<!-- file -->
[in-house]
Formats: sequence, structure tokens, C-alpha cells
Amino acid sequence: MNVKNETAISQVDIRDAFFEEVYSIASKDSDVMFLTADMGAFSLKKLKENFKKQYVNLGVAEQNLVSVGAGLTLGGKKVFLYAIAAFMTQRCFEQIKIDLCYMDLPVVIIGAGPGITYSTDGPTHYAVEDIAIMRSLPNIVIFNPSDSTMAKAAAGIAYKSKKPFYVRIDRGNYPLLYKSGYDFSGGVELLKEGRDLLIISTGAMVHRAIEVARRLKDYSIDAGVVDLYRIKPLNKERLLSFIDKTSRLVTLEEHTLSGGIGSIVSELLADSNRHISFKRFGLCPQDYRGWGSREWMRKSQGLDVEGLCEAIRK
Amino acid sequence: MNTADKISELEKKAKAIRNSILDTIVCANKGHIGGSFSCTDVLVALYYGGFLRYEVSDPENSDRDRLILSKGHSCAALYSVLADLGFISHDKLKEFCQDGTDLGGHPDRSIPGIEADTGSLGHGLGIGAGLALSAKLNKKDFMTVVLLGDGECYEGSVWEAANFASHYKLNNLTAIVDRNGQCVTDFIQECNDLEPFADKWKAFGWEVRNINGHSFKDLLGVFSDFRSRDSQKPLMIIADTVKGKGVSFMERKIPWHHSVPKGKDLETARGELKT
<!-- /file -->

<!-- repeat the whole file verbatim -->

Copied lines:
[in-house]
Formats: sequence, structure tokens, C-alpha cells
Amino acid sequence: MNVKNETAISQVDIRDAFFEEVYSIASKDSDVMFLTADMGAFSLKKLKENFKKQYVNLGVAEQNLVSVGAGLTLGGKKVFLYAIAAFMTQRCFEQIKIDLCYMDLPVVIIGAGPGITYSTDGPTHYAVEDIAIMRSLPNIVIFNPSDSTMAKAAAGIAYKSKKPFYVRIDRGNYPLLYKSGYDFSGGVELLKEGRDLLIISTGAMVHRAIEVARRLKDYSIDAGVVDLYRIKPLNKERLLSFIDKTSRLVTLEEHTLSGGIGSIVSELLADSNRHISFKRFGLCPQDYRGWGSREWMRKSQGLDVEGLCEAIRK
Amino acid sequence: MNTADKISELEKKAKAIRNSILDTIVCANKGHIGGSFSCTDVLVALYYGGFLRYEVSDPENSDRDRLILSKGHSCAALYSVLADLGFISHDKLKEFCQDGTDLGGHPDRSIPGIEADTGSLGHGLGIGAGLALSAKLNKKDFMTVVLLGDGECYEGSVWEAANFASHYKLNNLTAIVDRNGQCVTDFIQECNDLEPFADKWKAFGWEVRNINGHSFKDLLGVFSDFRSRDSQKPLMIIADTVKGKGVSFMERKIPWHHSVPKGKDLETARGELKT